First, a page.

Time management and setting goals also requires practice.

I suggest always keeping in mind the Feynman quote I shared above.

No one quite understands how to do anything perfectly, or what it means to master a study subject.

We need to keep humble and keep moving.

Action reveals and if you start with the journaling and testing process first, you’ll find that exactly how to accomplish your learning goals will tend to reveal itself to you.

So what do you say?

Dive into these suggestions and I can’t wait to hear about how you feel when you accomplish your learning goals with greater ease and efficiency!

Learning goals are often talked about in terms of SMART goals. That can work, but these learning goals examples go further. Read now. Learning goals are often talked about in terms of SMART goals. That can work, but these learning goals examples go further. Read now. Anthony Metivier's Magnetic Memory Method Podcast full false 13:13
Obsidian & the Memory Palace Technique with Aidan Helfant Fri, 06 Oct 2023 22:41:53 +0000 Aidan Helfant loves the Memory Palace technique, and he also uses Obsidian in some next level ways. Learn to combine mnemonics with software. Aidan Helfant feature imageUsing memory techniques in combination with software programs like Obsidian is enticing, isn’t it?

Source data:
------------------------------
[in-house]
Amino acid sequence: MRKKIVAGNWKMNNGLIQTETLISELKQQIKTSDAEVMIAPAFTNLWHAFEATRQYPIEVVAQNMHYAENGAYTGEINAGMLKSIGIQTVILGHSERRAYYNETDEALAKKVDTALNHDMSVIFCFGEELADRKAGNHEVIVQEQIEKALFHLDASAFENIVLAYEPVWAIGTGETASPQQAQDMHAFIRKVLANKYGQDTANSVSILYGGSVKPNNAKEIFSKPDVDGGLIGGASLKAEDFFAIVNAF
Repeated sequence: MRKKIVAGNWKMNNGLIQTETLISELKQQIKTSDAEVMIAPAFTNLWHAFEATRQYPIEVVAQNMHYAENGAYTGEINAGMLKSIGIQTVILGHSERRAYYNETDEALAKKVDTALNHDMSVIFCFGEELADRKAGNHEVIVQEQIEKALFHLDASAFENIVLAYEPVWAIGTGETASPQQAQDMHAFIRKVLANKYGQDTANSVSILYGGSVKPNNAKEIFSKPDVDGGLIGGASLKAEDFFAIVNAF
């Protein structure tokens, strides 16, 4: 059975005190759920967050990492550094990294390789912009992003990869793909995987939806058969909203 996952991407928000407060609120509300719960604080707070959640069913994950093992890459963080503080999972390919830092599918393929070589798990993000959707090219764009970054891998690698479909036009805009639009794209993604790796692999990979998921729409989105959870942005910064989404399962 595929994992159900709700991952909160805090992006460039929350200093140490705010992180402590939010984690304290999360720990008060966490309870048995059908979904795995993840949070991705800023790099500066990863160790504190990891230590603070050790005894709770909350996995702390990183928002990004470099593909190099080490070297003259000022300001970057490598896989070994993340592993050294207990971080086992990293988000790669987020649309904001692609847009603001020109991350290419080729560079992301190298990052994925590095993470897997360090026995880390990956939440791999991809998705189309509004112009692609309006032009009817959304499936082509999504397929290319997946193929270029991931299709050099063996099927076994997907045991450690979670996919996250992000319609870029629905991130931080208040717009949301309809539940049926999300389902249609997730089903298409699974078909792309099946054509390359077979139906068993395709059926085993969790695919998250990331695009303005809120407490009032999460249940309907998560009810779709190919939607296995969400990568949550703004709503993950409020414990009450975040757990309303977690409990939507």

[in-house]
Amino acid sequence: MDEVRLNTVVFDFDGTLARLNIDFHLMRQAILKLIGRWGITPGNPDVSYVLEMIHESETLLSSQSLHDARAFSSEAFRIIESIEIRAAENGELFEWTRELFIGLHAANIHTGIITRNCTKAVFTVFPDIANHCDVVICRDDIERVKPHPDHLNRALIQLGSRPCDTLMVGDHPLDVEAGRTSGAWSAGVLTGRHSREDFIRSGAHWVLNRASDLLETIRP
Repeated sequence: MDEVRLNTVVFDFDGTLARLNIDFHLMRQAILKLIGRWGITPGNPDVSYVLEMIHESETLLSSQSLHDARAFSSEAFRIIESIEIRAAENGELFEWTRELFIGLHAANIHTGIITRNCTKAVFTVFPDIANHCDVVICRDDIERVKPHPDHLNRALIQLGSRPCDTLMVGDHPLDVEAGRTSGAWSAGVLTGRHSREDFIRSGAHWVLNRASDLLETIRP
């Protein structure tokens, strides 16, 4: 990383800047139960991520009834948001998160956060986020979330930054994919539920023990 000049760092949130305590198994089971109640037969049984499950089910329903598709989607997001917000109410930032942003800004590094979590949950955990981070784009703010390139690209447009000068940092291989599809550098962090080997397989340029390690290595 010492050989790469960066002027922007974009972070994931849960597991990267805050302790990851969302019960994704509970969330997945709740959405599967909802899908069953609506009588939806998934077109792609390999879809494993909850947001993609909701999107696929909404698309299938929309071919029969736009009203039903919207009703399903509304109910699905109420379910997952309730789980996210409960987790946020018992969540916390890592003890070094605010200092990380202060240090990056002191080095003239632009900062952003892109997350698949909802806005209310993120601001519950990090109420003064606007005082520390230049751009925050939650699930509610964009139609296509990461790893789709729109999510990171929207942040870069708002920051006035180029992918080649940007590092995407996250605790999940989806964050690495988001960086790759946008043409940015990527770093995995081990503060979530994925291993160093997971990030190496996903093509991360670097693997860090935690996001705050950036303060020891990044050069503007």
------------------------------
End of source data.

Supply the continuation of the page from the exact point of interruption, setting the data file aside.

The promise is not only that you’ll remember more… faster… but you’ll also be able to make more mental connections.

Although I personally don’t use software much at all in my learning journey, I have helped promote others who have great ideas and a proven track record of success.

For example, years ago we took a deep dive into Evernote when it was still all the rage.

I never hear anyone talking about it anymore, however.

These days, all I hear about is Obsidian.

That’s why when I learned about Aidan Helfant’s results using the software, my ears perked up.

And I just knew I had to get him on the Magnetic Memory Method Podcast.

Click play and listen in as we take a deep dive into the use of Obsidian as part of your learning strategy.

Who Is Aidan Helfant?

Aidan is an incredible learner who is creating incredible tutorials that help students enjoy going to college much more. His excellent blog covers a number of very important learning strategies, from mastering the Memory Palace technique to overcoming distractions.

Aidan’s teaching is well worth paying attention to because he focuses on the fundamentals:

  • Learning habits
  • Staying away from foods that are bad for your memory
  • Aligning your true interests with your choice of degree
  • The truth about multitasking for lasting success
  • What it takes to really succeed at a university like Cornell

In all things, I suggest you get into his work and apply the ideas he shares to what you want to learn a.s.a.p.

Here’s where to find Aidan on YouTube and his excellent Twitter/X account.

In all things, if you want to beat procrastination, create dense mental connections without having to explore mind map mastery, and fill your life with meaningful activities, Aidan’s a great new voice on the scene.

Avoid the soul-sucking tedium of rote learning and actually enjoy studying for a change!

Aidan Helfant loves the Memory Palace technique, and he also uses Obsidian in some next level ways. Learn to combine mnemonics with software. Aidan Helfant loves the Memory Palace technique, and he also uses Obsidian in some next level ways. Learn to combine mnemonics with software. Anthony Metivier's Magnetic Memory Method Podcast full false 1:05:27